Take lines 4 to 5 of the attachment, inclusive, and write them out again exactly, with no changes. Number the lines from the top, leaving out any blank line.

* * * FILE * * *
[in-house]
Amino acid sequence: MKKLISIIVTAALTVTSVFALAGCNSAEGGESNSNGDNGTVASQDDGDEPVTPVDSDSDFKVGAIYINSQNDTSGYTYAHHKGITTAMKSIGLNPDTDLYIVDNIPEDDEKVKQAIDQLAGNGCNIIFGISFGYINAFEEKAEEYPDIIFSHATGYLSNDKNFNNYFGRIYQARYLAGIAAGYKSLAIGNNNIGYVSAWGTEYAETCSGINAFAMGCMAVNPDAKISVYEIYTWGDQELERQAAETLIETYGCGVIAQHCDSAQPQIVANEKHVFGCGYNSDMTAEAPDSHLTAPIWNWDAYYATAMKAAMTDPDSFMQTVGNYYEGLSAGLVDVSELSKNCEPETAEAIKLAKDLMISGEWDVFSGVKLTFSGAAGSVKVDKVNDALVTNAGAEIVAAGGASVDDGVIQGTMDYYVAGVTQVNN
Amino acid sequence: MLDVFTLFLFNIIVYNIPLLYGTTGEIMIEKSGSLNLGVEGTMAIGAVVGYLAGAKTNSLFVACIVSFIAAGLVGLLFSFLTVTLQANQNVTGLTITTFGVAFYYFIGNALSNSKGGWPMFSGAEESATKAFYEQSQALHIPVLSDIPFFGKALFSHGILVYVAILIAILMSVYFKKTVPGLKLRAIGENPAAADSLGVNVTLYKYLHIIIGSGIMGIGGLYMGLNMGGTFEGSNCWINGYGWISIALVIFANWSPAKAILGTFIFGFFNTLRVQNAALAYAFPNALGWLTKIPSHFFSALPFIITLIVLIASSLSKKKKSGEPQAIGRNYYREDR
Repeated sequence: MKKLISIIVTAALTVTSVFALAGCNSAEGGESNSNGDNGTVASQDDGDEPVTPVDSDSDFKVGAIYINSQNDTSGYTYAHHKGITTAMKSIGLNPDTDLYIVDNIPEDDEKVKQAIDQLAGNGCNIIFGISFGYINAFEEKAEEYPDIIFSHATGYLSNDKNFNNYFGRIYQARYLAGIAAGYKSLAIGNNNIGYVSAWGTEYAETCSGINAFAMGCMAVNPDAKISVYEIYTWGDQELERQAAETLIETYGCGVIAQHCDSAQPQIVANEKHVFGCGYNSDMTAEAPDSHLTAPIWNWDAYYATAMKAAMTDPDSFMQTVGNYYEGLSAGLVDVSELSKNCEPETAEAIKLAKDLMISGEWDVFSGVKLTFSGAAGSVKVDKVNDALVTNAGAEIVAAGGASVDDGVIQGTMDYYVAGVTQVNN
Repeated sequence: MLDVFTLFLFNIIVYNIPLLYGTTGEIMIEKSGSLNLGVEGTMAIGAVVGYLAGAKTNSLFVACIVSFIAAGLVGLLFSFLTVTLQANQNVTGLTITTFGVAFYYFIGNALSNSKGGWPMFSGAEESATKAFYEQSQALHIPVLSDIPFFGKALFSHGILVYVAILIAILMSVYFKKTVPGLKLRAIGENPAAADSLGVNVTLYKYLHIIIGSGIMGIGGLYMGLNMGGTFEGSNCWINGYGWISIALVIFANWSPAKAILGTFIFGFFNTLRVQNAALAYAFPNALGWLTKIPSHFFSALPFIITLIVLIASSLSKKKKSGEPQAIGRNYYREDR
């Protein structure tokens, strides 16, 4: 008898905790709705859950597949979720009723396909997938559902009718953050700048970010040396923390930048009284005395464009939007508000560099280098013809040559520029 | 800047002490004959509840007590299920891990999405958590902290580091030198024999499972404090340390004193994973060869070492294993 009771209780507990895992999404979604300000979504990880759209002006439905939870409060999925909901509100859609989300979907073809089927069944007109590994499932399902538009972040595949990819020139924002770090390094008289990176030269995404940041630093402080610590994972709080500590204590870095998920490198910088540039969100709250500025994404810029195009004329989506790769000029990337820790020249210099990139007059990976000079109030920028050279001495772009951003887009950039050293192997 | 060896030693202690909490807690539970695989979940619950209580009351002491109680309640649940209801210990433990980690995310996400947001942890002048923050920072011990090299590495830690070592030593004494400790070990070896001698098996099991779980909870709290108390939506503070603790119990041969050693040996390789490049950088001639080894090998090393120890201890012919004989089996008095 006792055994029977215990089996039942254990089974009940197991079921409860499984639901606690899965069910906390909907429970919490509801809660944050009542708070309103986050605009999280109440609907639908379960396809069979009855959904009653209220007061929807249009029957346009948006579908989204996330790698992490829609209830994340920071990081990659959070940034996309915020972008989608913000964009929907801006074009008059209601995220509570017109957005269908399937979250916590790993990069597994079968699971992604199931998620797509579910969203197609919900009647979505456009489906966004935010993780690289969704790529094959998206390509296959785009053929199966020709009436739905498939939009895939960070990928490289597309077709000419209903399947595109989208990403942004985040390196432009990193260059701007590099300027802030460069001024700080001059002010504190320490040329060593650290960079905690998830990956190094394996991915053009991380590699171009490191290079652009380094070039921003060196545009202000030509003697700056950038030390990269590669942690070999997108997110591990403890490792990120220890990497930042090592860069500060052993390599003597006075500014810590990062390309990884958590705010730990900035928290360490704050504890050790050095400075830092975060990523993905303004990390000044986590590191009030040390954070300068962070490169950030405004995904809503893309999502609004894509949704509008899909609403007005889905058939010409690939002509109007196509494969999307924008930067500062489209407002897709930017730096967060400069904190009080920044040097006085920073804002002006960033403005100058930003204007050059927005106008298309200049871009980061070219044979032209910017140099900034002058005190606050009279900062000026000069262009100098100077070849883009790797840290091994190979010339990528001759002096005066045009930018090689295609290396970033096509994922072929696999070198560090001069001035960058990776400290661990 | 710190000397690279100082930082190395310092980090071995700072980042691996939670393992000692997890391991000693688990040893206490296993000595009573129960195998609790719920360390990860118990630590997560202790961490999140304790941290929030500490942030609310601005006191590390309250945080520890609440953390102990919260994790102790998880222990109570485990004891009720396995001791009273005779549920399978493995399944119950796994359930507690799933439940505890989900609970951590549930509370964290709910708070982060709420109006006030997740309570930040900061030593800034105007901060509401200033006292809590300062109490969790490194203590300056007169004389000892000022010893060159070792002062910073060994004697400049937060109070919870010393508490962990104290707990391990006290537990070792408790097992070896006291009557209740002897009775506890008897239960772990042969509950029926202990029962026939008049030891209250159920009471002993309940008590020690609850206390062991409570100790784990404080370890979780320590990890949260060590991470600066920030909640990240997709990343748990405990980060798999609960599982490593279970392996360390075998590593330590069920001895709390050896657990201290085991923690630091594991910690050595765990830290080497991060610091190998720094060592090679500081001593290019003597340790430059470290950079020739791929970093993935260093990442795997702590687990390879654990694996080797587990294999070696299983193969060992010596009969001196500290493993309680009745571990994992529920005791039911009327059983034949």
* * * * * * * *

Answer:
Repeated sequence: MKKLISIIVTAALTVTSVFALAGCNSAEGGESNSNGDNGTVASQDDGDEPVTPVDSDSDFKVGAIYINSQNDTSGYTYAHHKGITTAMKSIGLNPDTDLYIVDNIPEDDEKVKQAIDQLAGNGCNIIFGISFGYINAFEEKAEEYPDIIFSHATGYLSNDKNFNNYFGRIYQARYLAGIAAGYKSLAIGNNNIGYVSAWGTEYAETCSGINAFAMGCMAVNPDAKISVYEIYTWGDQELERQAAETLIETYGCGVIAQHCDSAQPQIVANEKHVFGCGYNSDMTAEAPDSHLTAPIWNWDAYYATAMKAAMTDPDSFMQTVGNYYEGLSAGLVDVSELSKNCEPETAEAIKLAKDLMISGEWDVFSGVKLTFSGAAGSVKVDKVNDALVTNAGAEIVAAGGASVDDGVIQGTMDYYVAGVTQVNN
Repeated sequence: MLDVFTLFLFNIIVYNIPLLYGTTGEIMIEKSGSLNLGVEGTMAIGAVVGYLAGAKTNSLFVACIVSFIAAGLVGLLFSFLTVTLQANQNVTGLTITTFGVAFYYFIGNALSNSKGGWPMFSGAEESATKAFYEQSQALHIPVLSDIPFFGKALFSHGILVYVAILIAILMSVYFKKTVPGLKLRAIGENPAAADSLGVNVTLYKYLHIIIGSGIMGIGGLYMGLNMGGTFEGSNCWINGYGWISIALVIFANWSPAKAILGTFIFGFFNTLRVQNAALAYAFPNALGWLTKIPSHFFSALPFIITLIVLIASSLSKKKKSGEPQAIGRNYYREDR